Investigation of multiple concurrent Human papillomavirus infections, oncogenicity, and STI co-infection as risk factors for Human immunodeficiency virus infection.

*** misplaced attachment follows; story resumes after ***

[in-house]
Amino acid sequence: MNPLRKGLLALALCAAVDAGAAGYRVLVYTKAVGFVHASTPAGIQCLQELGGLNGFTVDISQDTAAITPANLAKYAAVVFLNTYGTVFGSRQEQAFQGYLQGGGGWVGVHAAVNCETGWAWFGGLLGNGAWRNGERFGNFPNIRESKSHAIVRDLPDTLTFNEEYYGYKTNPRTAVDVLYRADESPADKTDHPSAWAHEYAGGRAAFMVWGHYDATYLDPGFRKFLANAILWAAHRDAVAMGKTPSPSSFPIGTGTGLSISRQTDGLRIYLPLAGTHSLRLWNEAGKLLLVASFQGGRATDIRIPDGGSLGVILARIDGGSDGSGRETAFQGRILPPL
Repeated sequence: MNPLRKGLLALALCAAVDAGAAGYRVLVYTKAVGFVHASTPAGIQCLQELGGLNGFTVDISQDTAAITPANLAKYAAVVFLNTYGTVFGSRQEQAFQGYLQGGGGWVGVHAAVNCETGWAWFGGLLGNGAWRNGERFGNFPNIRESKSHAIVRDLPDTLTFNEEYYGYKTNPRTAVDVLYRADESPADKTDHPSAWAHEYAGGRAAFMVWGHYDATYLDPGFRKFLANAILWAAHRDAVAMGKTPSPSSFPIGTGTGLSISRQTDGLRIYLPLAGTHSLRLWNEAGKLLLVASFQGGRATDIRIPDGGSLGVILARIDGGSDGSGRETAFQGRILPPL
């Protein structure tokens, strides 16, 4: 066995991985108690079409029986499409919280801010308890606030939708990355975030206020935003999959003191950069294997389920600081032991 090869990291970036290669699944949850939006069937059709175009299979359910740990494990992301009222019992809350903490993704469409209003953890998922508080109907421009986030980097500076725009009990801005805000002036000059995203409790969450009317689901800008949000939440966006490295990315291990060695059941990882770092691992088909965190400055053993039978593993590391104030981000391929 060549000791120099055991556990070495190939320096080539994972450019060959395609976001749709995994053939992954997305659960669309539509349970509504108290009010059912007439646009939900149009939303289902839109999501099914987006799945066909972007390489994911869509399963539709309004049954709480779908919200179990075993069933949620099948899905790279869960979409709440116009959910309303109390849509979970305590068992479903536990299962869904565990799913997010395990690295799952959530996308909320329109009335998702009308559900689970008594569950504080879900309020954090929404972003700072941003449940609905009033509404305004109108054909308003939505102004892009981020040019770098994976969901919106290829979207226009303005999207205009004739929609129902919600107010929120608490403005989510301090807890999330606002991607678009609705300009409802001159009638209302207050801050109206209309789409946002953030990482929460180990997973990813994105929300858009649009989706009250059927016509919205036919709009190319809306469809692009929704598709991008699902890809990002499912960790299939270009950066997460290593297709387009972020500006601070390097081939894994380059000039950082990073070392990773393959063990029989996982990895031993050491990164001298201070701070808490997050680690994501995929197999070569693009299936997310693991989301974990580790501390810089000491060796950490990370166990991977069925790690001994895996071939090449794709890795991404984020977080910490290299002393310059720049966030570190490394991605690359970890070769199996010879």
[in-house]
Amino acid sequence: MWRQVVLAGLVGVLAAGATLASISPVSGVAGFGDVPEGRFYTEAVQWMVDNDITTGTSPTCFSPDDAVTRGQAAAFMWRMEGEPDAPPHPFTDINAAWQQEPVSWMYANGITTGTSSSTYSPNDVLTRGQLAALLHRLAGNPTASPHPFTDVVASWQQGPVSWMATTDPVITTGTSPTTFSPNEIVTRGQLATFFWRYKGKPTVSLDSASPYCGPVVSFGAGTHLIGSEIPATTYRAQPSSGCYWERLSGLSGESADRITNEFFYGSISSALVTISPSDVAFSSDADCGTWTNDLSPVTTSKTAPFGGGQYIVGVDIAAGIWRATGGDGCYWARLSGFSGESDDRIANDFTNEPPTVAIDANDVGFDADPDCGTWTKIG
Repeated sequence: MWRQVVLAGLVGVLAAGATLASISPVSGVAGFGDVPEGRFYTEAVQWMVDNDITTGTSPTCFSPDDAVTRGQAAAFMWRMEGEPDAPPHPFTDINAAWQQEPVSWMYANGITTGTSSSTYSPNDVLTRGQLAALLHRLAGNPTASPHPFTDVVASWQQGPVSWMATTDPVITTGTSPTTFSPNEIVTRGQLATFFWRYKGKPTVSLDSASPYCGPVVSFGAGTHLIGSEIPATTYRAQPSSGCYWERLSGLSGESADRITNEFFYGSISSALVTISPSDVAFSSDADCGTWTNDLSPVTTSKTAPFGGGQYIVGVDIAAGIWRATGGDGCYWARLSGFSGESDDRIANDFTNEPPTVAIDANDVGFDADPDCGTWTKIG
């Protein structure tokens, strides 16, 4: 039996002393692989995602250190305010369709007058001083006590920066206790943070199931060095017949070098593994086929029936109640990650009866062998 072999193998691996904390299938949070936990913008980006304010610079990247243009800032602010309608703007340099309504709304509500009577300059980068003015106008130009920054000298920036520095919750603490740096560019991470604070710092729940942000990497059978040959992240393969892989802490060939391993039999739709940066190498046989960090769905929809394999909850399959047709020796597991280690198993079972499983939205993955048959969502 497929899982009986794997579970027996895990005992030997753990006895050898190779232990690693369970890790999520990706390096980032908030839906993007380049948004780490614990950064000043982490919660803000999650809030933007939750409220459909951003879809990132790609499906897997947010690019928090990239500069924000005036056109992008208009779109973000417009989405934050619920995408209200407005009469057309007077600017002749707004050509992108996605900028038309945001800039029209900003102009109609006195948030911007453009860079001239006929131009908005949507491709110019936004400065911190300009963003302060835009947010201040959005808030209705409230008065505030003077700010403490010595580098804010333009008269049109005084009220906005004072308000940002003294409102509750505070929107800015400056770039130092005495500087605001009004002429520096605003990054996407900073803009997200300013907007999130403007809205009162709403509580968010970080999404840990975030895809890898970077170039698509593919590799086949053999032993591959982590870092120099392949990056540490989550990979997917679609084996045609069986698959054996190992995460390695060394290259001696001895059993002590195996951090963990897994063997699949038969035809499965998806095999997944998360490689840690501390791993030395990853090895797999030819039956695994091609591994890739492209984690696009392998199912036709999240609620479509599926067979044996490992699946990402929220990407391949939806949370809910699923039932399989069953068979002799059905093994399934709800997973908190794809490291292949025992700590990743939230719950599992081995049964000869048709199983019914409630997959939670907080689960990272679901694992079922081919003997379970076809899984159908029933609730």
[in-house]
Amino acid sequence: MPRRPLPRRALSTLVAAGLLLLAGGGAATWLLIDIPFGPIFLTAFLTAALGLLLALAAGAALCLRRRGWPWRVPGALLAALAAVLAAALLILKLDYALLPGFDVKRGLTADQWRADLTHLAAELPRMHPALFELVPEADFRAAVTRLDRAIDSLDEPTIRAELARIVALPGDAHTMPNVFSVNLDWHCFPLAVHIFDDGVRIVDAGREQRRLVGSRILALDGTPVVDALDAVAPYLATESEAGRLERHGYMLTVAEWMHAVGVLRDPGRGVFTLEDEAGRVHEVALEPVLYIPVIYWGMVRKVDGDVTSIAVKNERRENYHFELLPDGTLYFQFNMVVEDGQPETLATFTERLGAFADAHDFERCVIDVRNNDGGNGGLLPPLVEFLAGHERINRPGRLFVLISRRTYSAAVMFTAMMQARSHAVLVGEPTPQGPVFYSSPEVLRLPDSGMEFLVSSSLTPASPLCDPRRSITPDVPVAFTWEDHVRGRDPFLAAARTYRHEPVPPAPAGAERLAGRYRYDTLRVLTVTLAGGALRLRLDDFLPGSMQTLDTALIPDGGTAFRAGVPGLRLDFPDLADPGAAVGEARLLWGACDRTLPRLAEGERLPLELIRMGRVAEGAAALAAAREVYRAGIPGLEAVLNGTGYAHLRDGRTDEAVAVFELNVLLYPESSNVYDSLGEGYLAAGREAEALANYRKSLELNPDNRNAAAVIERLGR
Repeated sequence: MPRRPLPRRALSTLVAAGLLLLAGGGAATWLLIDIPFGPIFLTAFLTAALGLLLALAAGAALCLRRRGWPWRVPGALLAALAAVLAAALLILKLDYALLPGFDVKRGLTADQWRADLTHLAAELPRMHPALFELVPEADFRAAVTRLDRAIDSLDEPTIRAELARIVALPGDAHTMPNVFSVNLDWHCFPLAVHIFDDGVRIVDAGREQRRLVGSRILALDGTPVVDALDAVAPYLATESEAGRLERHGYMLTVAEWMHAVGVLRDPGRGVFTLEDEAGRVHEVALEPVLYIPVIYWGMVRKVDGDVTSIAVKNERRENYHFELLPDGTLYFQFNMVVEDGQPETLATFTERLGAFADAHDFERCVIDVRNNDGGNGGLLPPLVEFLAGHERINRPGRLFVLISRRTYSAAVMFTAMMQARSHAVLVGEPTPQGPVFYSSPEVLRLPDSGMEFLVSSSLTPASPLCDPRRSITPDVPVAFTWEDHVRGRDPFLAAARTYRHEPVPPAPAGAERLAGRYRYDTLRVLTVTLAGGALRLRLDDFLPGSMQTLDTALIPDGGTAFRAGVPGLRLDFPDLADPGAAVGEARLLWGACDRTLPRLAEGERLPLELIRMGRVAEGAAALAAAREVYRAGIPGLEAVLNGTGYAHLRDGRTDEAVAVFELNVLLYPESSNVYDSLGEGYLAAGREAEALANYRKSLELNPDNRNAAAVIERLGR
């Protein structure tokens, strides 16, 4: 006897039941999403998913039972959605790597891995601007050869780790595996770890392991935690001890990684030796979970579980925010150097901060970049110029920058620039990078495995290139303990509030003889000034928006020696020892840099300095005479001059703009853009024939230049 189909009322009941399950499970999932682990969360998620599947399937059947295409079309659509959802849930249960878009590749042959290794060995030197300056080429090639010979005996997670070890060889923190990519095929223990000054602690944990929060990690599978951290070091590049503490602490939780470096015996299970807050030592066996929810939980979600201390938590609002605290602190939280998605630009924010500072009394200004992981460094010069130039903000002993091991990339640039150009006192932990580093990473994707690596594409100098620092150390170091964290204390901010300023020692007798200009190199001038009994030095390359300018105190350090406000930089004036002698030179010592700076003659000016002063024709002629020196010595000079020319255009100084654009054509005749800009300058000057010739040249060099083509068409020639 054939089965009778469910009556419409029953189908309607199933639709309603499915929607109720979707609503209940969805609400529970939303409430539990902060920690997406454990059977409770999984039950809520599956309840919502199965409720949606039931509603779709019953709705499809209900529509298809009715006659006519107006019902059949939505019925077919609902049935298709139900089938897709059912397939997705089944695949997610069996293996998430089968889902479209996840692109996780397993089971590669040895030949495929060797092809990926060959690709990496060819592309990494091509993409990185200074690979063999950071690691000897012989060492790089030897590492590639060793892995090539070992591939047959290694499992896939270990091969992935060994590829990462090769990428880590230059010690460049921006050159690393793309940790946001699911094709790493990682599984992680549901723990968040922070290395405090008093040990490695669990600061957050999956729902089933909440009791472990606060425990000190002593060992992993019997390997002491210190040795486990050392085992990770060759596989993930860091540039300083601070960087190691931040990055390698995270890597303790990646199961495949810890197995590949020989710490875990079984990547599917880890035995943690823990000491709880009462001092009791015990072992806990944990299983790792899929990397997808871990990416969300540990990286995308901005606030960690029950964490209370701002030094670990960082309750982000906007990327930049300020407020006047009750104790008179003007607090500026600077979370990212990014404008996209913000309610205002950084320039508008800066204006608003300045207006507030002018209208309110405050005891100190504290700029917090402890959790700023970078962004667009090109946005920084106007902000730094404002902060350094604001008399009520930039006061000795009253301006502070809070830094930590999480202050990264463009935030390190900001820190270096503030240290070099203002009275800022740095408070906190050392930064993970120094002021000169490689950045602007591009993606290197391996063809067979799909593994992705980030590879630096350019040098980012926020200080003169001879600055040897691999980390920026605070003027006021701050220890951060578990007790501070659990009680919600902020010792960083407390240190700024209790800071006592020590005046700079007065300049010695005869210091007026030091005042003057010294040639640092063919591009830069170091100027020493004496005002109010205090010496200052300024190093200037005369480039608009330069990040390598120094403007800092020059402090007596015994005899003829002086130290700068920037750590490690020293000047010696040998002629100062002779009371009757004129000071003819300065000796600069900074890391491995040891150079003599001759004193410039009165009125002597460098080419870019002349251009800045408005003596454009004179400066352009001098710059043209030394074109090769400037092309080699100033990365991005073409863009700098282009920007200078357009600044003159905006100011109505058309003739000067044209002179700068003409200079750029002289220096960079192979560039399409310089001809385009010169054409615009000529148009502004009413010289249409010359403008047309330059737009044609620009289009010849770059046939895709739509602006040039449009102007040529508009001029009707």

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Background: Human papillomavirus (HPV) is one of the most common sexually transmitted infections (STIs) globally and a necessary factor for cervical cancer development. While HPV infection has been associated with increased Human immunodeficiency virus (HIV) risk, the underlying mechanisms remain unclear. Since STIs upregulate cytokine production and immune cell recruitment, and reduce epithelial barrier integrity, this study investigated whether the immune responses associated with HPV infection contribute to a genital immune environment conducive to an increased risk of HIV infection. Methods: This study included a baseline assessment of 167 HIV negative women participating in the CAPRISA 008 trial. The Roche Linear Array was used to detect the presence of 37 HPV genotypes in cervicovaginal lavage (CVL) pellets. The concentrations of 48 cytokines and 9 matrix metalloproteinases (MMPs) were assessed in matching CVL supernatants by multiplex ELISA. The frequencies of activated or proliferating T cells, NK cells, and of HIV target cells were assessed on cervical cytobrush-derived specimens by flow cytometry. Multiplex PCR was conducted to determine infection with common discharge-associated STIs. Results: The study demonstrated a 50.8% HPV prevalence. HPV infection was associated with younger age, older male partners, not living with a regular partner, and higher parity. HPV infection was also associated with greater levels of IL-5, IL-6 and G-CSF, an association otherwise masked by the inflammatory nature of other STI. Concomitant HPV/STI infection resulted in reduced concentrations of IL-6 and IL-1RA relative to HPV-STI+ women. In multivariate analyses controlling for other STI and nugent score, HPV-infected women had increased concentrations of SDF-1α (β = 0.148 pg/ml). Women with HR-HPV had higher concentrations of MCP-1 (β = 0.127 pg/ml) and IL-13 (β = 0.117 pg/ml), and greater frequencies of lymphocytes (β = 1.987 pg/ml) relative to those infected with LR-HPV. Having multiple HPV infections was associated with reduced concentrations of IL-5 (β = -0.170 pg/ml). Conclusion: While discharge-related STIs are inflammatory, a more subtle immune profile was associated with HPV infection that did not overtly relate to an increased potential for HIV risk. However, this study demonstrated an association between HR-HPV and biomarkers of inflammation, suggesting the need for longitudinal investigation to confirm a biological mechanism for the relationship between persistent HR-HPV infection and HIV acquisition.